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Superior Uptake and Outcomes of Early Infant Diagnosis of HIV Services at an Immunization Clinic Versus an “Under-Five” General Pediatric Clinic in Malawi

McCollum, Eric D. MD; Johnson, Derek C. MPH; Chasela, Charles S. PhD; Siwande, Linias D. RN; Kazembe, Peter N. MB, CHB, FRCP; Olson, Dan MD; Hoffman, Irving PA, MPH; van der Horst, Charles MD; Hosseinipour, Mina C. MD, MPH

JAIDS Journal of Acquired Immune Deficiency Syndromes: August 1st, 2012 - Volume 60 - Issue 4 - p e107–e110
doi: 10.1097/QAI.0b013e31825aa721
Implementation and Operational Research: Epidemiology and Prevention

Objective: Although the Malawian government recommends HIV-exposed infants receive early infant diagnosis (EID) of HIV at “under-five” pediatric clinics (U5Cs), most never enroll. Therefore, we evaluated the integration of EID testing into an immunization clinic (IC) compared with the current standard of EID testing at an U5C.

Design: Prospective observational study.

Methods: Using routine provider-initiated HIV testing and counseling (PITC) registers, we prospectively studied 1757 children offered PITC at a government IC and U5C. Infants tested by HIV DNA polymerase chain reaction (PCR) were followed until PCR result disclosure or defaulting.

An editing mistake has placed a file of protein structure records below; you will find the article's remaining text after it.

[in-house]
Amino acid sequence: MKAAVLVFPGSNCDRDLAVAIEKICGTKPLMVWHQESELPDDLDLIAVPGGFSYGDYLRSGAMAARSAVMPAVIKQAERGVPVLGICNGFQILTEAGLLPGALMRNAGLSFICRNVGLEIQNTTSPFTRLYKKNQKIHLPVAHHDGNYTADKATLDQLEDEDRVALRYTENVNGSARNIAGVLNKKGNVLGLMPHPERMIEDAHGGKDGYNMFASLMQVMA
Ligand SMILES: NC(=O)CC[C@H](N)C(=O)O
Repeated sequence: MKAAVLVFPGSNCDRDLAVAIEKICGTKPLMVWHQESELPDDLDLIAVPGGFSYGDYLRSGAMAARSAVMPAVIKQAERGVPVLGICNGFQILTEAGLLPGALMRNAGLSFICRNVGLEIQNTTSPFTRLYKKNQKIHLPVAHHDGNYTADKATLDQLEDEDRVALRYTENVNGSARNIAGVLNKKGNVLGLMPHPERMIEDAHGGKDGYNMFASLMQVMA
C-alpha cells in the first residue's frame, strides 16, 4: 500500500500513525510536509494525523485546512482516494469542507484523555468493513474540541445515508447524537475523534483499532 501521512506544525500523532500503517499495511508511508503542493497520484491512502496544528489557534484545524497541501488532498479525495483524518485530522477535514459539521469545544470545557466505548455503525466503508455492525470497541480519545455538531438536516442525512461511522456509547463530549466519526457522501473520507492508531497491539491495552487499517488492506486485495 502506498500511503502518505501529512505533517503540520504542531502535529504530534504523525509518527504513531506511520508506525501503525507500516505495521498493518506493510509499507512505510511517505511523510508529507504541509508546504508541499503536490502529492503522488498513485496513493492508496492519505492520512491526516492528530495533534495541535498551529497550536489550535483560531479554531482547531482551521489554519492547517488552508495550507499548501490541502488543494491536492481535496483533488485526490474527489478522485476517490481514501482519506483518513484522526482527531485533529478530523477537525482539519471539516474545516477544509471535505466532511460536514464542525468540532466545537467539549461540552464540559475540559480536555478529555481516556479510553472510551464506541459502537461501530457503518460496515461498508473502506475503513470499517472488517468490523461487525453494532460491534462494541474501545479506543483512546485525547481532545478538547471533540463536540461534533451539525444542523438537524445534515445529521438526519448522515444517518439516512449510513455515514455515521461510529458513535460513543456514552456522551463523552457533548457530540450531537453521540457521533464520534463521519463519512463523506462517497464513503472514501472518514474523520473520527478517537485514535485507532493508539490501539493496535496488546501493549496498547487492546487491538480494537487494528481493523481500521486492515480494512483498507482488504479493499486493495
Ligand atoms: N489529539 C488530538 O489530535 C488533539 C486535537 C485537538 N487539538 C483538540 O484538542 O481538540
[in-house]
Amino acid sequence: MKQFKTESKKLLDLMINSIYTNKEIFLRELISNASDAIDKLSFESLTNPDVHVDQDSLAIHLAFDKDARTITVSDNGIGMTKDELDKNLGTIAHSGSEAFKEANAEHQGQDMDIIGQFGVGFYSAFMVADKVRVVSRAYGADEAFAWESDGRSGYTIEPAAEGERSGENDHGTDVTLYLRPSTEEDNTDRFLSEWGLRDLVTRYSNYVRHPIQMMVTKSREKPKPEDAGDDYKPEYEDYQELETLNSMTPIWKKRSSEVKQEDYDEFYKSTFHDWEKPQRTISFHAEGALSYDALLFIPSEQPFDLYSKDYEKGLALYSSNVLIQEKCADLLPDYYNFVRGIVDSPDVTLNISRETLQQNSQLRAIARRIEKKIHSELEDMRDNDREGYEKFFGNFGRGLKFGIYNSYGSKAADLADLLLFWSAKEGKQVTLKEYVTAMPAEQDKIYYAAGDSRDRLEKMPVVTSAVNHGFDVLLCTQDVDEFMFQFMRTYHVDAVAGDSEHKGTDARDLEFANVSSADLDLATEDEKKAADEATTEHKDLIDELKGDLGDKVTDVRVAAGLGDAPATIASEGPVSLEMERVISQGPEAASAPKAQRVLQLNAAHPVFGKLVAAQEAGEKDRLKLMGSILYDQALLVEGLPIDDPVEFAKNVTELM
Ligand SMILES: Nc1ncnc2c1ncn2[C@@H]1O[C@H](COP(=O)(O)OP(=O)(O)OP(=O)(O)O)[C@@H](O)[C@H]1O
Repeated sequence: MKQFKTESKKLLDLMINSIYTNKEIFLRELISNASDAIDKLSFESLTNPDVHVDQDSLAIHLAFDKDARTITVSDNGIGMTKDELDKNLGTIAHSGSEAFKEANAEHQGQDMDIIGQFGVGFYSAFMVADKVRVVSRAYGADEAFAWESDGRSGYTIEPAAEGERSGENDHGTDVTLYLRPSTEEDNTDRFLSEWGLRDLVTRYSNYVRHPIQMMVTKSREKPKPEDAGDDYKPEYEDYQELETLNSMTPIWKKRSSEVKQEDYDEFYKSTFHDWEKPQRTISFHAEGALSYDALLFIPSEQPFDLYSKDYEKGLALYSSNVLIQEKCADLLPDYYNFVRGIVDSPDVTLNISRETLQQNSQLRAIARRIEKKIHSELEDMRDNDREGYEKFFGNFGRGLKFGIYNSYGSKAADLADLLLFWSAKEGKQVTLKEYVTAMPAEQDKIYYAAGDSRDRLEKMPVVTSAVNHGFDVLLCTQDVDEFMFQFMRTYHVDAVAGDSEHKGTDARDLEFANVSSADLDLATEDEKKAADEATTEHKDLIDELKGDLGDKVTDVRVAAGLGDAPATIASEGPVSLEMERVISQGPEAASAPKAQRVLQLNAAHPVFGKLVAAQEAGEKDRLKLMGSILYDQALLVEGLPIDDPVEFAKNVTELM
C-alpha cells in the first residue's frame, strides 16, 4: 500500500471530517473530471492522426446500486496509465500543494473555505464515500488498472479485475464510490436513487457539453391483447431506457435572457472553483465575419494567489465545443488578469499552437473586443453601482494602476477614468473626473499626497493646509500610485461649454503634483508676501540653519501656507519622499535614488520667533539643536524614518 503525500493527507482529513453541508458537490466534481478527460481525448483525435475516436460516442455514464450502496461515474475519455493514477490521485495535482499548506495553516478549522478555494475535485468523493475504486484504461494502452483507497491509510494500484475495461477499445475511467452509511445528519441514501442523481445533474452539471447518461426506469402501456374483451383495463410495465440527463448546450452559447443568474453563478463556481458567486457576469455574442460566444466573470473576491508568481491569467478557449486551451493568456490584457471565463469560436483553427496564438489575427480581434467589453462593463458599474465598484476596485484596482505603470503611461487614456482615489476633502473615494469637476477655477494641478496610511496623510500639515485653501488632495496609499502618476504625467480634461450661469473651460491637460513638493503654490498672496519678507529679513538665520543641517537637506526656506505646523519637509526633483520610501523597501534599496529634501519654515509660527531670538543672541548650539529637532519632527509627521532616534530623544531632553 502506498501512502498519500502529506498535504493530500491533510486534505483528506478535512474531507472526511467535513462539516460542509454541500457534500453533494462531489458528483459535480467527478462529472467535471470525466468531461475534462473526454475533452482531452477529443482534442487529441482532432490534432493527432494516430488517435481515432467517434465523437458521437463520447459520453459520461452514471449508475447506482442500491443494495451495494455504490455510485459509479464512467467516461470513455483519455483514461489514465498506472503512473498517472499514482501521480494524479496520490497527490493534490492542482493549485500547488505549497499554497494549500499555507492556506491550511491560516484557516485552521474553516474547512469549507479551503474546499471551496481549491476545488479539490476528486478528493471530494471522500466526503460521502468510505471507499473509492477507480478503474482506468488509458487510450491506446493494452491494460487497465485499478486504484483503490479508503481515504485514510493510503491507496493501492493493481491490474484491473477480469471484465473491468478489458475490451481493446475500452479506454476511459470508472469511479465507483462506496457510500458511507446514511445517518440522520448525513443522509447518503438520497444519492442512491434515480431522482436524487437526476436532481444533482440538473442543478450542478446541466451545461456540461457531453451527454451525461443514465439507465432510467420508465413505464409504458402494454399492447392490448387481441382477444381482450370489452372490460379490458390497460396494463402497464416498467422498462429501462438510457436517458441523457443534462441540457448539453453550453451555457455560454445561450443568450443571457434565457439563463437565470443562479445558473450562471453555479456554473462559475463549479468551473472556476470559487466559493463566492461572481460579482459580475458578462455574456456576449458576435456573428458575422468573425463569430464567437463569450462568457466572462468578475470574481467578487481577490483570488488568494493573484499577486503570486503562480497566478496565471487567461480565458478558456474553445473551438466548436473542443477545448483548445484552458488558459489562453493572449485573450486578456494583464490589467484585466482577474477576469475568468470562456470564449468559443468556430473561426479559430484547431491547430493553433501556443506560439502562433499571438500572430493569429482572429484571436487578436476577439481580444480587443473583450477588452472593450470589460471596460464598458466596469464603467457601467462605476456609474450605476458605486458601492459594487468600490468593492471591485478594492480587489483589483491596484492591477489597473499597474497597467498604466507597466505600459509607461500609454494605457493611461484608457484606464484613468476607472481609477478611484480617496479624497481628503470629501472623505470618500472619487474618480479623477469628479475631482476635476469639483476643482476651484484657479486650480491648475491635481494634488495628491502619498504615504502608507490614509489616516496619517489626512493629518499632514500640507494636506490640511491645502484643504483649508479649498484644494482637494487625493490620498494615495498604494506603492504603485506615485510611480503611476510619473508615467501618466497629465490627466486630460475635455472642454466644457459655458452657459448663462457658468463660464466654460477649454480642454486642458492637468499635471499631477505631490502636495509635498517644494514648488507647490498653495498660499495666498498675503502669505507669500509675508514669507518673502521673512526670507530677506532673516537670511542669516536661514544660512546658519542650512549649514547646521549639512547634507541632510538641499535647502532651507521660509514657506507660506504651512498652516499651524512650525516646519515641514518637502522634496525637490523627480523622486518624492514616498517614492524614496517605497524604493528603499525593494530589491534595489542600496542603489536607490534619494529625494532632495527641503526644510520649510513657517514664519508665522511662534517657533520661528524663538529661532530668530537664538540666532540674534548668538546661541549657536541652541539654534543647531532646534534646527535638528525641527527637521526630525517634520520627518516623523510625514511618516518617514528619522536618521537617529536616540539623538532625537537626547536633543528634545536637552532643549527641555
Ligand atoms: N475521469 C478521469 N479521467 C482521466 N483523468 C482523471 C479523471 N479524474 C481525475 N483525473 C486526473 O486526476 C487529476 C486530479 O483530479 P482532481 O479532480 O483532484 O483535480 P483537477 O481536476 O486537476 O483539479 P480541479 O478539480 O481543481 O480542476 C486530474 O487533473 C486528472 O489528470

Results: We sampled 877 and 880 consecutive PITC recipients at U5C and IC, respectively. Overall, a 7-fold greater proportion received PITC at IC (84.2% vs. 11.4%, P < 0.001). PITC recipients at IC were more than 14 months younger (2.6 vs. 17.0, P < 0.001), with greater proportions HIV exposed (17.6% vs. 5.3%, P < 0.001) and PCR eligible (7.9% vs. 3.5%, P < 0.001). A higher percentage of IC infants accepted PCR testing (100.0% vs. 90.3%, P = 0.03). Additionally, IC PCR recipients were 2.5 months younger (3.1 vs. 5.6, P < 0.001) with 4 times less testing PCR positive (7.1% vs. 32.1%, P < 0.001). Importantly, a more than 3-fold greater proportion of HIV-exposed infants at IC returned for their PCR result and enrolled into care (78.6% vs. 25.0%, P < 0.001).

Conclusions: Compared with an U5C, integrating EID testing into an IC is more acceptable, more feasible, enrolls more infants into EID at younger ages, and would likely strengthen Malawi's EID services if expanded.

*UNC Project, Lilongwe, Malawi

Baylor College of Medicine Children's Foundation, Lilongwe, Malawi

University of North Carolina School of Medicine, Chapel Hill, NC.

Correspondence to: Eric D. McCollum, MD, Department of Pediatrics, Kamuzu Central Hospital, University of North Carolina Project, Private Bag A104, Lilongwe, Malawi (e-mail: ericdmccollum@gmail.com).

Supported in part by the National Institutes of Health (R24 TW007988) through the Fogarty International Center and International Clinical Research Fellows Program at Vanderbilt University and the University of North Carolina Center for AIDS Research (5 P30-AI50410).

The authors have no conflicts of interest to disclose.

Conceived and designed the experiments: E.D.M., C.S.C., D.O., and M.C.H.; Performed the experiments: E.D.M.; Analyzed the data: E.D.M., D.C.J. Wrote the article: E.D.M., D.C.J. Critical review of article: C.S.C., L.D.S., P.N.K., D.O., I.H., C.V.D.H., M.C.H.

Received December 8, 2011

Accepted April 10, 2012

Copyright © 2012 Wolters Kluwer Health, Inc. All rights reserved.